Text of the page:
Restaurants ready to accept diners but reservations remain

Restaurants which have remained closed since March 18 under the movement control order will be allowed to reopen on May 4.

PETALING JAYA: Restaurant owners representing a variety of flavours generally welcomed the government’s move to allow them to return to business after being closed since March 18, but many are concerned that the new requirements for social distancing will be easier said than done.

The Malaysian Muslim Restaurant Owners Association (Presma), which represents some 10,000 owners of the popular “mamaks” nationwide, said its members were ready to receive diners while observing several SOPs specified under the conditional MCO announced by Prime Minister Muhyiddin Yassin today.

These include for tables to be placed two metres apart, the one-metre social distancing rule to be observed at the cashier, hand sanitiser for customers and face masks for workers.

Muhyiddin said restaurants would also be required to take down customers’ names and phone numbers to allow the authorities to trace them if any infections are reported at the restaurant.

Presma president Jawahar Ali Taib Khan however said the social distancing rule for tables to be placed two metres apart would mean fewer customers for smaller restaurants.

“A shop at an intermediate lot would only be able to have four tables, which means at any one time, only eight persons can sit if the two-metre ruling is enforced,” Ali told FMT.

Jawahar’s predecessor Ayoob Khan Muhamad Yakub meanwhile disagreed completely with the government’s decision allowing eateries to take dine-in customers.

He said authorities should have waited until after Hari Raya, adding that there would not be much business anyway during the fasting month.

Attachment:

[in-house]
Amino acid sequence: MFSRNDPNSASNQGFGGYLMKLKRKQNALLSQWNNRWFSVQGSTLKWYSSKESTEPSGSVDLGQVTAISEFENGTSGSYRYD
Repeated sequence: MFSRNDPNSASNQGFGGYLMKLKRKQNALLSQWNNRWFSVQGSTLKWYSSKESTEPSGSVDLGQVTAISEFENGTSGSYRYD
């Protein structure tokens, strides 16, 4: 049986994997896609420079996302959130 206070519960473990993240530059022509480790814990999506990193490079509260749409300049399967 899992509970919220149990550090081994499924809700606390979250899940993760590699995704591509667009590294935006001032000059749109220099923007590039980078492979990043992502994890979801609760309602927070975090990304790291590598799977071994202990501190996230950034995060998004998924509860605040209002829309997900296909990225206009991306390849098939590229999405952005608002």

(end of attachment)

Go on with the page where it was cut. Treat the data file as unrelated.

He said it would also be a challenge to implement social distancing and to note down the phone numbers of customers.

“There are bound to be stubborn customers who won’t listen.

“How are we to get phone numbers from them if they refuse?” he said, adding that Malaysia should learn from Singapore which saw a sharp spike of infections within the foreign migrants community.

“We should remain open for takeaways for the time being,” he said.

The Malaysia Singapore Coffee Shop Proprietors’ General Association also voiced similar concerns.

It said most of its 21,000 members had remained open for takeaways.

But its president Ho Su Mong asked how the new SOPs would be implemented, especially on getting customers’ contact details.

“I think it’s a good rule to limit the number of customers at each table, but I think it will be tough to record the details of all people who eat at the shops – especially for the smaller shops with fewer staff,” said Ho.

“We want the economy to reopen, but public health is more important than anything else.”

The Malaysian Indian Restaurant Owners Association (Primas) cautioned there would be hiccoughs in complying with the guidelines.

“Since this is totally new and we don’t have any previous experience with these SOPs, unintentional mistakes can happen,” said Primas president T Muthusamy.

He said the relevant authorities should enforce the rules through an “educational and friendly approach”.


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